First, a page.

She studies a species of cephalopod called the Hawaiian bobtail squid. While most cephalopods have flashy adaptations to stay off predators’ dinner menus this particular squid relies on something that many other cephalopods don’t—its bacteria BFF.
Although some invading bacteria are destroyed by cells within the bobtail, their immune systems can learn to recognize “beneficial bacteria,” or bacteria that is ignored, and may even receive help from the immune system if it proves helpful to the livelihood of the animal. In the Hawaiian bobtail squid’s case, this bacteria is called vibrio fischeri—which is bioluminescent.
The Hawaiian bobtail squid is nocturnal. When it goes out to hunt at night, the lime-sized creature needs to stay invisible from predators beneath them. Instead of casting a shadow from the light of the moon, the bioluminescent bacteria in the squid’s belly faintly glows, making it look like a star or the moon (and harder to spot).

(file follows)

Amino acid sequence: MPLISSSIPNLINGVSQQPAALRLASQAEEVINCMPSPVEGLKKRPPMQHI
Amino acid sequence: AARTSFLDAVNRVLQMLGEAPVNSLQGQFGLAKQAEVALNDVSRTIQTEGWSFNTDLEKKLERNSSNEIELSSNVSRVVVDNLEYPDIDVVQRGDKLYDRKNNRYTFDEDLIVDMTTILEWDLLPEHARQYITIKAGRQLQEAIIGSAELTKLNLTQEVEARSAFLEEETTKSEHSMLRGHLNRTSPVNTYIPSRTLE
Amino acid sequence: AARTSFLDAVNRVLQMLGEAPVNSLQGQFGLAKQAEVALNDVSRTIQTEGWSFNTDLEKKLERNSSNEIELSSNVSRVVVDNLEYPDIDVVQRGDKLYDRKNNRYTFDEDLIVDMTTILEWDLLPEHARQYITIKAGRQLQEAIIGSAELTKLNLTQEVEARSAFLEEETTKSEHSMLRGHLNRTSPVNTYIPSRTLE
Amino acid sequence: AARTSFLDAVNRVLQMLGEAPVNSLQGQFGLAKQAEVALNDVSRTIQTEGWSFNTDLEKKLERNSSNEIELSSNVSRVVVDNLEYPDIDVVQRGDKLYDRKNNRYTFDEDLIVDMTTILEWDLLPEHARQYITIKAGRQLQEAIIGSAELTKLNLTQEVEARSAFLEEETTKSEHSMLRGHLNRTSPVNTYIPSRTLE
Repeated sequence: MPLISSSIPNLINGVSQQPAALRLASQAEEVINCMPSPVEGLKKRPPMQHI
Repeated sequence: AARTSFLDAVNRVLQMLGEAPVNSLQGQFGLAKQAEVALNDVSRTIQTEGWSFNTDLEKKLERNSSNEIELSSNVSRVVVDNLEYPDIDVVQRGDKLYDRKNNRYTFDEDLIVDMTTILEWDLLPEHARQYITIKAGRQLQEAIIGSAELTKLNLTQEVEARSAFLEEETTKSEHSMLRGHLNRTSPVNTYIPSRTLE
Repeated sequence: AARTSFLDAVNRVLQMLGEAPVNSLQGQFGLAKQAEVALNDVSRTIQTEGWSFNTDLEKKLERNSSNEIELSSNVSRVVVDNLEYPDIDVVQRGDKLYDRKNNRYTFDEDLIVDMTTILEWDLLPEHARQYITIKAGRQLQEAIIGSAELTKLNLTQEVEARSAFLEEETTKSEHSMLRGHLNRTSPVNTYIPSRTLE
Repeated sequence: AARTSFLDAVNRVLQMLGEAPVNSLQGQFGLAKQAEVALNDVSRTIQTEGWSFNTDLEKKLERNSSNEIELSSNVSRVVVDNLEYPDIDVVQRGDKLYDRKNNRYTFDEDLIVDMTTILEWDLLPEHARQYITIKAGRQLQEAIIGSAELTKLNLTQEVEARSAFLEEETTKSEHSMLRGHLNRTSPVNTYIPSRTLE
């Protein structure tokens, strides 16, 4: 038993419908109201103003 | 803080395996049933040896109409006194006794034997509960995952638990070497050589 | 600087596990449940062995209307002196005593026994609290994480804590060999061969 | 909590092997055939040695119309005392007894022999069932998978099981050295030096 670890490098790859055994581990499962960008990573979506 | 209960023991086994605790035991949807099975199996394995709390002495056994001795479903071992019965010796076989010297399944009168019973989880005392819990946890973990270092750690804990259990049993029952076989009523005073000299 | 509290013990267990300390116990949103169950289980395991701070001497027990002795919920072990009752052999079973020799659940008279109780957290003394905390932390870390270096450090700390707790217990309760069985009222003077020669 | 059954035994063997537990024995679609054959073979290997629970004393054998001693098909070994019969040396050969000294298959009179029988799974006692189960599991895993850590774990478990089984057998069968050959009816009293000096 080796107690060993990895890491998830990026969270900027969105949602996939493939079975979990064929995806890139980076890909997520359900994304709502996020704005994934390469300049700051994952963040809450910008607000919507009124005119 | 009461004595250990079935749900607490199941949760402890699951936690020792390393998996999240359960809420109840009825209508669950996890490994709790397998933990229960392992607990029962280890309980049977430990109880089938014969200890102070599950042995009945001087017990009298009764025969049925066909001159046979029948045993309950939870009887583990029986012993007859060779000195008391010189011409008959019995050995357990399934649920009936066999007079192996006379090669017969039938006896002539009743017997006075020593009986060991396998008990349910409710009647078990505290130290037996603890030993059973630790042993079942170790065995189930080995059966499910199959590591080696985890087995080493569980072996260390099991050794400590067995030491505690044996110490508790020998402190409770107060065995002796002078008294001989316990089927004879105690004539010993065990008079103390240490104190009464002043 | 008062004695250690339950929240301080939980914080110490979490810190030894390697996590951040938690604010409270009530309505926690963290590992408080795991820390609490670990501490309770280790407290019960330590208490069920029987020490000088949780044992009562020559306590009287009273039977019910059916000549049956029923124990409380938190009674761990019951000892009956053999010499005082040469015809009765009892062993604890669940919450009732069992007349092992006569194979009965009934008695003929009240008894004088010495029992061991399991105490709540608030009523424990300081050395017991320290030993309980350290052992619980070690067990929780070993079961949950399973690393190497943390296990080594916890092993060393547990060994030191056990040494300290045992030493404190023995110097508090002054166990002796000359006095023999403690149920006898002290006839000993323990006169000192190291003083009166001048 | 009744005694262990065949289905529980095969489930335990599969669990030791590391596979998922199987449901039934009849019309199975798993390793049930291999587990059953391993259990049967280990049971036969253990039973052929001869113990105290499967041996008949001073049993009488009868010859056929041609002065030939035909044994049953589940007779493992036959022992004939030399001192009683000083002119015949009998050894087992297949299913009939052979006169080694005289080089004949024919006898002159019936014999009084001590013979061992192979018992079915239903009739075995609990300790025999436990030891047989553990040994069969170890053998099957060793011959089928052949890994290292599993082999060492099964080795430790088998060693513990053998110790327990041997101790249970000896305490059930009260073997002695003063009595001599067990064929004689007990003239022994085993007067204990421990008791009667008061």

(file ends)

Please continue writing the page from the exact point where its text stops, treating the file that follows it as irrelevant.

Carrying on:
“These squid are giving us a really unique opportunity to understand how animals and bacteria relate,” says McAnulty. “How the colonization of bacteria affects your whole immune system, [how it] affects your whole genome, and what far-reaching parts of the body are affected by having beneficial bacteria live with you.”
In this video, Sarah explains how the special bacteria gets sorted in the squid’s body and how its immune system not only ignores it, but sacrifices its own immune cells to feed it.
Produced by Luke Groskin
Edited by Erika Sutter
Music by Audio Network
Additional Footage and Stills Provided by Sarah McAnulty, Nyholm Lab, Pond5
Sacrificial Hemocyte Research Conducted by the Ruby-McFall-Ngai Lab